Restaurant Review: Street Food Thai Market

Our review today focuses on yet another small restaurant that from the outside, looks quite unassuming. This time we are taking a look at Street Food Thai Market, a family owned and operated mashup between a restaurant and an Asian market, which is located on Cavalcade Street in the Heights. They serve a variety of options ranging from Northern Thai to Laotian cuisine, which is a relatively uncommon find around Houston, even more so with an attached market component. Read on to check out what this little restaurant and market has to offer and see if it is worth making a visit.

Experience & Ambience

Something that you are likely to notice as you approach the restaurant is the limited availability of parking. The strip center that it’s a part of exists in a rather small lot which is prone to filling up during the peak lunch or dinner hours. As you enter, you will realize where the “Thai Market” part of their name comes from. The space is divided in half with a seating area on one side and a small market on the other. The isles on the market side are mostly stocked with non-perishable goods, including common cooking and baking materials, as well as snack foods that are seldom found at the average American grocery store. The items you can find here are comparable to the snacks present at other Asian markets, which can be exciting to browse or experiment with, (you never know when you will find a new favorite) especially if you’re already there to eat! Their Heights location also makes it more accessible than some of the larger Asian markets that tend to be further out.

Moving on to the restaurant side, as you stand at the entryway one of the staff members will greet you and show you to a table, although more often than not, you are welcome to grab a menu from the oddly placed wooden boat and take your pick of open tables. The interior decoration is rather unimpressive. The tables are honestly somewhat of an eyesore that would be difficult to match with anything aside from the simple wooden chairs that accompany them. There are very few additional decorations incorporated into the interior save for a few trinkets and a large wooden boat that feel more out of place than anything else. A TV hangs in the corner for a mild form of entertainment, but it is clear that not a lot of effort was put into creating an interesting ambience. What you see around the room is almost all purely functional. Once you’ve picked up a menu and chosen a table, a waiter will come by asking for your order. Your food will be brought to your table, after which you may pay at the counter by the front as you leave.

Prices & Rating

The pricing at this restaurant is relatively affordable, considering that the portion sizes are fairly substantial. You can expect to pay around $15 per person for a meal, although lighter eaters will likely find that their leftovers are enough for a second down the line. While there are certain aspects that make this establishment inconvenient, the quality of the food allows them to recover many of the points lost through the other aspects of the restaurant. They have quite the expansive menu, meaning that you could visit 20+ times and still not have tried everything they have to offer. Not every dish is the average American’s cup of tea with some of the more traditional options falling well outside the flavor profile of our common cuisine. That being said, each dish that I have tried so far has been extraordinarily flavorful with well balanced spices and sauces. Items from the “All Time Favorites” and “Street” sections of the menu, I have found particularly enjoyable. For all the spice lovers, this is a place that doesn’t fear turning up the heat. When you choose a higher spice level, you can expect it to pack a punch without ruining the overall flavor profile of the dish. While the lackluster décor and inconvenient amount of space prevent it from receiving a total recommendation, the food stands out enough in terms of quantity, affordability, and taste that my opinion of the restaurant is still positive overall.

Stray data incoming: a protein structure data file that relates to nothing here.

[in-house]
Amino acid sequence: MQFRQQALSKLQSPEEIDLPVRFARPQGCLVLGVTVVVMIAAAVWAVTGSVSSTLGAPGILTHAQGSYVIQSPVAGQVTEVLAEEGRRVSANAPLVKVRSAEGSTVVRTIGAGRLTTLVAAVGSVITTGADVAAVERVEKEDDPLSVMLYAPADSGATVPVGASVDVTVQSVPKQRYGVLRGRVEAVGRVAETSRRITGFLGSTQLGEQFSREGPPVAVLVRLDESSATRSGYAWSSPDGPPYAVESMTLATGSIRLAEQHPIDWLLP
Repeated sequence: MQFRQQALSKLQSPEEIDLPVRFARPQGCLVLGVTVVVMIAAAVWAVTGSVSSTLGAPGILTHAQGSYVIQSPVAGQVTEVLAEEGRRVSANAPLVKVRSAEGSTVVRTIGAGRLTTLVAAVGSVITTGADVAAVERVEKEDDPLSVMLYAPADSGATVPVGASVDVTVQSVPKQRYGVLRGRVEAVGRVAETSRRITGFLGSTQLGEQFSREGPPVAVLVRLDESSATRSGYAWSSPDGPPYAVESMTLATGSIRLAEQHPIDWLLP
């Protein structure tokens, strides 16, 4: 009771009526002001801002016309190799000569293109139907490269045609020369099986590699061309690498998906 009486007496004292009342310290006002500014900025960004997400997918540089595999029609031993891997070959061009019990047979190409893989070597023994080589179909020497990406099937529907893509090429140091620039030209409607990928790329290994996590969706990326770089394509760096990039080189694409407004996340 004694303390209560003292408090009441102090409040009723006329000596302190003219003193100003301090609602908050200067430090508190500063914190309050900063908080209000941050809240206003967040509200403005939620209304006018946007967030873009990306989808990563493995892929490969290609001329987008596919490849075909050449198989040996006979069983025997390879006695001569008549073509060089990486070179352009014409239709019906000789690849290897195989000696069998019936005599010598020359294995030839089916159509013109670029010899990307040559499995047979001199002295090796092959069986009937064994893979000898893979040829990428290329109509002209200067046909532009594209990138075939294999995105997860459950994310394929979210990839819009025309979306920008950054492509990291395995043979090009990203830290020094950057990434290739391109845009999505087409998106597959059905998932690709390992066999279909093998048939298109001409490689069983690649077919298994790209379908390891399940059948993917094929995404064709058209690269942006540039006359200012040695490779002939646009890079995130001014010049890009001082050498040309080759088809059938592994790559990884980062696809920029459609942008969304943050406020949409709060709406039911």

What To Order?

Stir Fried Dishes:
You can’t go wrong with one of their classic stir fries like the Pad See Ew (pictured above) which consists of large, flat stir fried rice noodles in a sweet soy sauce with Chinese broccoli, egg, and your choice of protein (The beef is always a good choice). The Pad Thai is another great option which includes their thinner rice noodles in a tamarind sauce with green onions, bean sprouts, egg, and a protein.

Coconut curries are dishes that are commonly found, but each location tends to make them a bit differently. There are a variety of options on the menu including classic combinations like their Yellow Curry with onions, potatoes, and carrots, or their Red Curry which uses bamboo shoots, bell pepper, basil, and eggplant. More specialized curries are also available such as the Massaman Curry which is somewhat in between a red and yellow curry, consisting of potatoes, carrots, tomatoes, and peanuts or the crowd favorite, Khao Soi Gai (pictured above) which features northern style Thai noodles in a yellow curry broth, a curried chicken drumstick, mustard greens, red onions, and fried shallots.

Northeastern Thai & Laos Style Cuisine:
In addition to the previously listed dishes that tend to hold the spotlight for their American customers, they also offer a large selection of authentic, regional dishes that you won’t find around nearly as often. This includes a variety of dishes served with Papaya Salad. Additionally you can find Thai style grilled meats served with chili dipping sauce such as the Kor Moo Yang (Grilled pork) or the Suea Rong Hai (Grilled beef). You may even be inclined to try the Nok Tod Kratiem Prik Thai, which is their fried quail with sticky rice.

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